Physical violence is often something that your husband does to you which causes you to feel physical harm or pain. Physical harm will typically leave visible marks on your body. It will often involve punches, slaps, kicks, forced sex and attempts to choke you.

When your husband is violent, he may also use tools. He may strike you using various objects lying around the home — but he can also happen to use weapons, for example, knives.

Physical violence does not have to leave bruises on you. Physical violence can namely also include everything, from isolating and locking you up to denying you sleep and food.

Psychological violence is the most widespread form of violence in Denmark. Even though it is actually the most damaging form of violence, it often remains overlooked.

You can recognise psychological violence by the fact that it often has to do with your own personality and doings. This type of violence can make you feel constantly belittled, bullied, humiliated, offended, manipulated, dominated and threatened by your husband or his allies. It can also take the form of stalking, pursuit and similar. If you experience stalking and pursuit, you have the opportunity to seek a restraining order. This means that the police can prohibit this person from stalking, pursuing and generally contacting you.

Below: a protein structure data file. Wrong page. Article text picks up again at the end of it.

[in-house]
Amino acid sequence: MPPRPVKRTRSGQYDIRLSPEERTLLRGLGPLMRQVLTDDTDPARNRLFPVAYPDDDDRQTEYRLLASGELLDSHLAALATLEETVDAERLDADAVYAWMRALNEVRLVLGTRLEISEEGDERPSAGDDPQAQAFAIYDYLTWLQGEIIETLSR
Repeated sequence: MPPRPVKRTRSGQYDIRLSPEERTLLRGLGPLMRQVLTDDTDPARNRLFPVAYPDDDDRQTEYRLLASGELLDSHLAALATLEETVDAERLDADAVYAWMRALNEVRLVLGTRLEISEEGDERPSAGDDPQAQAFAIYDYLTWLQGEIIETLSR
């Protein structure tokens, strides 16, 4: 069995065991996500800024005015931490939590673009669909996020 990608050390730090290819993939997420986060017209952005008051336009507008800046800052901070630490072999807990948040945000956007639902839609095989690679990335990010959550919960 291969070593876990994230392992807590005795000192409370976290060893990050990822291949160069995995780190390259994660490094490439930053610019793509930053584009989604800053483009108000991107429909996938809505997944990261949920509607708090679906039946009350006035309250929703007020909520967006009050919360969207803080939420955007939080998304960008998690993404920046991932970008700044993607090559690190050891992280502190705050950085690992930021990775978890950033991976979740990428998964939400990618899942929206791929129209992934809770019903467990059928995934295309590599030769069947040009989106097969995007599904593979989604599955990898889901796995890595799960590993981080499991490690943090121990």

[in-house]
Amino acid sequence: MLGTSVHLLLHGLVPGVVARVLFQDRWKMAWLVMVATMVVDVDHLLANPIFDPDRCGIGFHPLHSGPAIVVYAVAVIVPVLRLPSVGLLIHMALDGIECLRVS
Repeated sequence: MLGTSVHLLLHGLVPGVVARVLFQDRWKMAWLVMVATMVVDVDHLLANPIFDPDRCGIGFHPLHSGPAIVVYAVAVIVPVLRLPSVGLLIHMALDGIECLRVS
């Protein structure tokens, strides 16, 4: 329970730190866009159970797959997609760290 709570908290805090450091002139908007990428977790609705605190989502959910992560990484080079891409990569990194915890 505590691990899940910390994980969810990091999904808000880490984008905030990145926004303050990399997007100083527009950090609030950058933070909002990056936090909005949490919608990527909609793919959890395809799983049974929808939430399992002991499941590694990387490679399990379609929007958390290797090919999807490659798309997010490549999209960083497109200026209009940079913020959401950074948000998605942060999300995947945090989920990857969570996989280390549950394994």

In order for us to be able to talk about psychological violence, the violence must have occurred more than once. This often means that this kind of violence will leave marks on your self-esteem and self-confidence.

Threats constitute a major element in this form of violence. One of the threats that is most commonly used is that if you do not obey your husband, you will be sent back to your home country. Therefore, it is often foreign women who live with this threat. There may also be death threats, both to your own and your children’s lives. Your husband may also threaten to take his own life if you do not do what he says.